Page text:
The UK government urgently needs to seize the opportunity presented by the pandemic to try to reset the health and social care agenda, a public expert will tell nursing staff today.
Sir Michael Marmot will tell the Royal College of Nursing’s annual Congress that the pandemic has exposed and magnified health inequalities and the social and economic inequalities that lead to health inequalities.
He will add that these damaging, widening health inequalities must be addressed by focussing the health and social care agenda more on prevention and by building back fairer from COVID-19.
He will say he has seen impressive levels of engagement from politicians at local level and in some of the devolved nations, in particular Wales, but that the UK government has yet to follow suit.
Like the RCN, Sir Michael has passionately spoken out against the cuts to the UK’s public health and social care budgets in the last decade as health inequalities have widened.
The RCN is calling for the UK Government to introduce a fully-funded health inequalities strategy to address the social determinants of health, and to deliver a long-term, increased, sustainable funding settlement for public health which includes investment in public health nursing.
Sir Michael, who is Director of University College London’s Institute of Health Equity, is expected to say:
“The Prime Minister spoke in July about how we didn’t know why people’s life expectancies in Glasgow and Blackpool were much lower than in Hertfordshire and Rutland. We do. It’s down to the fundamental, societal issues like poverty, poor housing and children not having enough food to eat.
“We need to adopt a health and social care system which prioritises not just the treatment of illness but how it can be prevented in the first place. The pandemic has made it crystal clear over the last 18 months why public health and, more broadly, the social determinants of health, are so important.
“The health and social care agenda must be re-balanced more towards prevention.”
Pat Cullen, RCN general secretary and chief executive, said:
“Cuts to public health budgets must be reversed urgently. The impact on patient care has been appalling in areas such as smoking cessation, obesity services and sexual health clinics.
“We are calling for the Government to come up with a fully-funded health inequalities strategy to address the social determinants of health, and to deliver a long-term, increased, sustainable funding settlement for public health which includes investment in public health nursing.
“That the UK government has failed to grasp what is clear as day to the rest of the country is deeply disappointing.”
Sir Michael will tell delegates the underlying problem is “not that central Government is telling local authorities not to act, it is that they have taken the funding away”. There has not been a national health inequalities strategy since the publication of his landmark report ‘Fair Society, Healthy Lives’ in 2010.
He will say that only by tackling the root causes of those health inequalities, which are socially determined – such as poverty, poor-quality housing and hunger – can huge discrepancies in the life expectancies and health of people living in wealthy and poorer parts of the country be addressed.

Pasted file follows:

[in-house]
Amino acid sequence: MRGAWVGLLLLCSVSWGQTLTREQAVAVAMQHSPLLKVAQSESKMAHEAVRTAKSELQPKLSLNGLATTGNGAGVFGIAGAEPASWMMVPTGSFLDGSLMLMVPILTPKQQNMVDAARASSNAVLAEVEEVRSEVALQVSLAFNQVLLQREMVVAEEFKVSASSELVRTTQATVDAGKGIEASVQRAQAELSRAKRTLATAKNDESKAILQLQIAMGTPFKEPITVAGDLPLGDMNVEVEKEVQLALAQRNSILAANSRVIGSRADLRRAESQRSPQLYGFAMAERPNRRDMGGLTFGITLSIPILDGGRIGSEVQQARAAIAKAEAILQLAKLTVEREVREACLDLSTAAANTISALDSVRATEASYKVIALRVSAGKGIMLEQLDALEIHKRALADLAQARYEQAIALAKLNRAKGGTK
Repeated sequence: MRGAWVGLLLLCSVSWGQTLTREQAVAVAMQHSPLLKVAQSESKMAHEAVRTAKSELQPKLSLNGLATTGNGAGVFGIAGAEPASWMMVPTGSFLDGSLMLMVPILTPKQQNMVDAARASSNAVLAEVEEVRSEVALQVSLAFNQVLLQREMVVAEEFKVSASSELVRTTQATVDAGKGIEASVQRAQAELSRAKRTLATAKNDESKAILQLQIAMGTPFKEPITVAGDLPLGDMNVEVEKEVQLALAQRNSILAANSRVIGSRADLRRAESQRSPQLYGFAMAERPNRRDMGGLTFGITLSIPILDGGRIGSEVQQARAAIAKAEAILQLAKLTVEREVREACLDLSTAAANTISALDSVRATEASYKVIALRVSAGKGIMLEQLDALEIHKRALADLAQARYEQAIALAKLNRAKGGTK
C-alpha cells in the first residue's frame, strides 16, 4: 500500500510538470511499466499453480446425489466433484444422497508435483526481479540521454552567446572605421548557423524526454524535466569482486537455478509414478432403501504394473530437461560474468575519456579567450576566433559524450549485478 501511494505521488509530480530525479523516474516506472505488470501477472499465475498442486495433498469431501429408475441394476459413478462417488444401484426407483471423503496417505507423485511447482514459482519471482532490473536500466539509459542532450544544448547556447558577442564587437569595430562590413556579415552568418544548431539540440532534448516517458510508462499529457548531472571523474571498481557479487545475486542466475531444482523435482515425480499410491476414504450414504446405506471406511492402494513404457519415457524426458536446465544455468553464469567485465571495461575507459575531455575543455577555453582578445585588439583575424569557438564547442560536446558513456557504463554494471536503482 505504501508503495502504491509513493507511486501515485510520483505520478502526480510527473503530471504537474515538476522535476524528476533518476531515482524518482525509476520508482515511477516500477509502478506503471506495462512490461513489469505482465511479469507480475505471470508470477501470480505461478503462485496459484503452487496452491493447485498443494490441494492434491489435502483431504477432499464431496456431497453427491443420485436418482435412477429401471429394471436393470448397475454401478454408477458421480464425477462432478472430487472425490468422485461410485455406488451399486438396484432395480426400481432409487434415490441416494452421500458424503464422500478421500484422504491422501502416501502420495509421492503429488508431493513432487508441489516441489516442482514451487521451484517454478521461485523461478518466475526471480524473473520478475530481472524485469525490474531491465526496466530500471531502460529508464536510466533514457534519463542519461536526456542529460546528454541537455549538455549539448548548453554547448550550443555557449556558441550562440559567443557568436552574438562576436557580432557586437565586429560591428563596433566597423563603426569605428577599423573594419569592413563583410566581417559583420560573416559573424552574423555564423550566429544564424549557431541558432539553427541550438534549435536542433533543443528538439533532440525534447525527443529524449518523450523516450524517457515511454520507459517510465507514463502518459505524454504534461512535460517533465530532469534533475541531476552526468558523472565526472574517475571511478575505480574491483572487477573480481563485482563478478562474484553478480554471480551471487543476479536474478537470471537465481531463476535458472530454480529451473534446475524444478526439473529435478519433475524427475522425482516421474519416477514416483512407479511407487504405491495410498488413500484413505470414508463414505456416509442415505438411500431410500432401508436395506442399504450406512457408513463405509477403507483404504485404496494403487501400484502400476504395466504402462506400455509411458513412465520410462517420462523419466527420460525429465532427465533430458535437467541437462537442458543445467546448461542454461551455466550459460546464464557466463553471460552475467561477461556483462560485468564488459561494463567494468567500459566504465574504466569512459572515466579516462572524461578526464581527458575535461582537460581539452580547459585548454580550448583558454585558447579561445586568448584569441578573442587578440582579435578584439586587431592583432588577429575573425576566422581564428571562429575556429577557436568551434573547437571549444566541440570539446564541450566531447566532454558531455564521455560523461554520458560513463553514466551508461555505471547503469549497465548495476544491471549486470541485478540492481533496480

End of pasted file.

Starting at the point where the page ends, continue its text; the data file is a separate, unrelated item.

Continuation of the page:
On what needs to be done to implement his public health agenda, he will say those things include:
- Education and training of health care staff to focus on prevention and the social determinants of health as well as treatment.
- Seeing the patient in a broader perspective – for example, you can give a homeless person good healthcare but without a decent quality home to return to the outcome is likely to be poor
- “Anchor institutions”: the wider impact of the healthcare institution, such as employment conditions for doctors, nurses and lab technicians, etc., but also the impact of healthcare jobs and spending on the local community.
- Partnership working: people working in paediatrics or geriatrics do this, for example.
Notes to Editors
Last year, Sir Michael published ‘Health Equity in England: The Marmot Review 10 Years On’.
Its findings included that the more deprived the area the greater the fall in spending per person by local authority during that time, with the most deprived areas seeing that amount fall by 32 per cent.
The 10 Years On Review reinforced the six priority objectives and areas of recommendations set out in the 2010 Marmot Review, Fair Society Healthy Lives:
- Give every child the best start in life.
- Enable all children, young people and adults to maximise their capabilities and have control over their lives.
- Create fair employment and good work for all.
- Ensure a healthy standard of living for all.
- Create and develop healthy and sustainable places and communities.
- Strengthen the role and impact of ill health prevention.
In June, Sir Michael published a report called Build Back Fairer in Greater Manchester: Health Equality and Dignified Lives.
It revealed “jaw-dropping” falls in life expectancy in Greater Manchester during the pandemic which were higher in the more deprived areas. They were also likely to have been replicated across the country, the report found.
In July, Prime Minister Boris Johnson gave a speech on his vision to level up the country which referred to differences in life expectancy nationally.